Hosted by journalist Sarah Koenig, the popularity of the podcast created renewed interest in the case of the Pakistani-American Syed, who was 18 when he was found guilty of the murder of his high school ex-girlfriend Hae Min Lee, a crime he was accused of committing at age 17.
Twenty-three years on, Syed, now 41, is out of prison, and the podcast played a pivotal role. The day after his release, a special episode of the podcast was released, a 13th episode for the first season, titled Adnan Is Out.
Here is what we learnt:
1. Syed is not officially an innocent man
While Syed is out of prison for now, his sentencing has not been entirely overturned.
“The prosecutors today are not saying Adnan is innocent, they stop short of exonerating him,” Koenig says. “Instead they’re saying, ‘Back in 1999, we didn’t investigate this case thoroughly enough.’”
Prosecutors have 30 days from Syed’s release to decide if they intend to pursue a new trial against him.
2. A new Maryland law plays a major role
Last year, a new law came into effect in Maryland, the Juvenile Restoration Act. One element of the law dictates that anyone who has served 20 years in prison for a crime committed as a juvenile can petition for a reduced sentence.
The law came into effect on October 1, and the following day Syed’s current lawyer Erica Suter took his case to the Baltimore City State Attorney’s Office.
The request was taken to Becky Feldman, the chief of the sentencing review unit for the prosecutor’s office, who is a key player in the progress in Syed’s ongoing legal battles, and therefore the episode.
Feldman reviews the case, going over original evidence, but Koenig explains had “a hard time answering what should be a simple question, ‘What’s Adnan Syed’s level of culpability in this crime?’”
3. There are two unnamed new suspects
One of the major revelations in the podcast and Feldman’s findings are two more suspects, who were known to the police in 1999.
They are not named in the podcast, but are known to Koenig, who explains that both suspects were named by witnesses in 1999. One suspect has a motive; they were heard saying they would "make her disappear.”
At the time, one suspect was investigated and underwent a polygraph test, the other was looked into “but not vigorously”.
“Baltimore City Police say they will assign someone back on to the case and that they will try to talk to the two suspects identified by Feldman,” Koenig says.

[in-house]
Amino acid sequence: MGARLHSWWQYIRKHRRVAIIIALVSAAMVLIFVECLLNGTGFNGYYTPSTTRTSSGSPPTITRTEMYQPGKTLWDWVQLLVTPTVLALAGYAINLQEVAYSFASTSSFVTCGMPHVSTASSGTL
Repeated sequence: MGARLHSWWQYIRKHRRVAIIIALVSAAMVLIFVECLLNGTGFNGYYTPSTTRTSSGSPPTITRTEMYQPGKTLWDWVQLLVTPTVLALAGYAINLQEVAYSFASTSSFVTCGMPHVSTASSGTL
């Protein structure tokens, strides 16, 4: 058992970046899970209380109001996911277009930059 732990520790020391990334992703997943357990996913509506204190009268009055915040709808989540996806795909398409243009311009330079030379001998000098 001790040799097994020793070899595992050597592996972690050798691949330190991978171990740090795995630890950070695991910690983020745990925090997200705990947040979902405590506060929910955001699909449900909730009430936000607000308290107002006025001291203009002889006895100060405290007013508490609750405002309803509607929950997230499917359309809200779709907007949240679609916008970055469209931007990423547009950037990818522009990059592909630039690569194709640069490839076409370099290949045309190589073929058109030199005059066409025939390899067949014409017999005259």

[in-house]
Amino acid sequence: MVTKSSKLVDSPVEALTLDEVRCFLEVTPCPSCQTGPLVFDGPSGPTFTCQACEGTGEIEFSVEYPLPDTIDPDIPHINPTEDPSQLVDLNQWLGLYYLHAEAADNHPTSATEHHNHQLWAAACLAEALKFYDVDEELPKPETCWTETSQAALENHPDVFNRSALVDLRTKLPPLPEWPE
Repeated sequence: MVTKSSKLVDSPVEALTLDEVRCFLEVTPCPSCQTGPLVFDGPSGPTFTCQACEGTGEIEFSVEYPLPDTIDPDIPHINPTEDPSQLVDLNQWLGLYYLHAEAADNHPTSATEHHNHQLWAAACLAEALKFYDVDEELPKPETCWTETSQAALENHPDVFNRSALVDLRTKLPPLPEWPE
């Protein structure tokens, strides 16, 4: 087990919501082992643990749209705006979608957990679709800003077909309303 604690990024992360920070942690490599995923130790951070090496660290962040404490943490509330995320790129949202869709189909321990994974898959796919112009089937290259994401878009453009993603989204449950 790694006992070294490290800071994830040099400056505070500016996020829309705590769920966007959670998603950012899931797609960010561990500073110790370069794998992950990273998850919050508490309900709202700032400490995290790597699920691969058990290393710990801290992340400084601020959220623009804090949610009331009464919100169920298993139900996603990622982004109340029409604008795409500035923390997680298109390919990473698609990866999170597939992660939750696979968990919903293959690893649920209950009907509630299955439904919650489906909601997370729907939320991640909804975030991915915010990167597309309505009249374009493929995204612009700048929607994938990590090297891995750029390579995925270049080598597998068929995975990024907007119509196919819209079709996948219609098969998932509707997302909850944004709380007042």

4. The Brady violation is explained
Back in 1999, the two suspects were never named to the defence. This is a legal misdemeanour known as a Brady violation, which has played a role in the state’s motion to vacate Syed’s conviction.
At trial, this generally “occurs when a prosecutor fails to provide a defendant or criminal defence attorneys with any evidence that is favourable or helpful to a defendant’s case,” according to Shouse Law Group.
5. The mobile phone evidence has been deemed unreliable
In the episode, it is revealed that Feldman has deemed the mobile phone evidence as unreliable. This evidence, along with the evidence from Syed’s friend Jay Wilds, was a large part of the case against Syed.
This was a major part of the original series, digging into the ways that the mobile phone and mast evidence could have proven Syed’s whereabouts or guilt, but Feldman spoke to three experts on the matter.
The three experts all “agreed, you can’t use the incoming call records to back-up Jay’s narrative, it doesn’t work like that.”
6. The detectives are called into question
Another key revelation is that one of two main detectives on the case, Bill Ritz, was accused of misconduct in another murder case that went to trial the same year Syed’s did.
Ritz was accused of manipulating and fabricating evidence, not disclosing exculpatory evidence and not following up on evidence that pointed to a different suspect. In 2016, the person convicted in that case was exonerated.
7. The podcast ends on a hopeful but pragmatic note
“Adnan’s case was a mess, is a mess,” Koenig says frankly. She speaks about the work of his childhood friend Rabia Chaudry, the lawyer who brought Syed’s case to Koenig’s attention for the original series.
She ends the podcast with a fairly damning assessment of parts of the US legal system.
“Adnan’s case contains just about every chronic problem our system can cough up. Police using questionable interview methods, prosecutors keeping crucial evidence from the defence, slightly junky science, extreme prison sentences, juveniles treated as adults, how grindingly difficult it is to get your case back in court once you’ve been convicted,” Koenig says.
“Yesterday, there was a lot of talk about fairness, but most of what the state put in that motion to vacate, all the actual evidence, was either known or knowable to cops or prosecutors back in 1999. So even on a day when the government publicly recognises its own mistakes, it’s hard to feel cheered about a triumph of fairness, because we’ve built a system that takes more than 20 years to self-correct, and that’s just this one case.”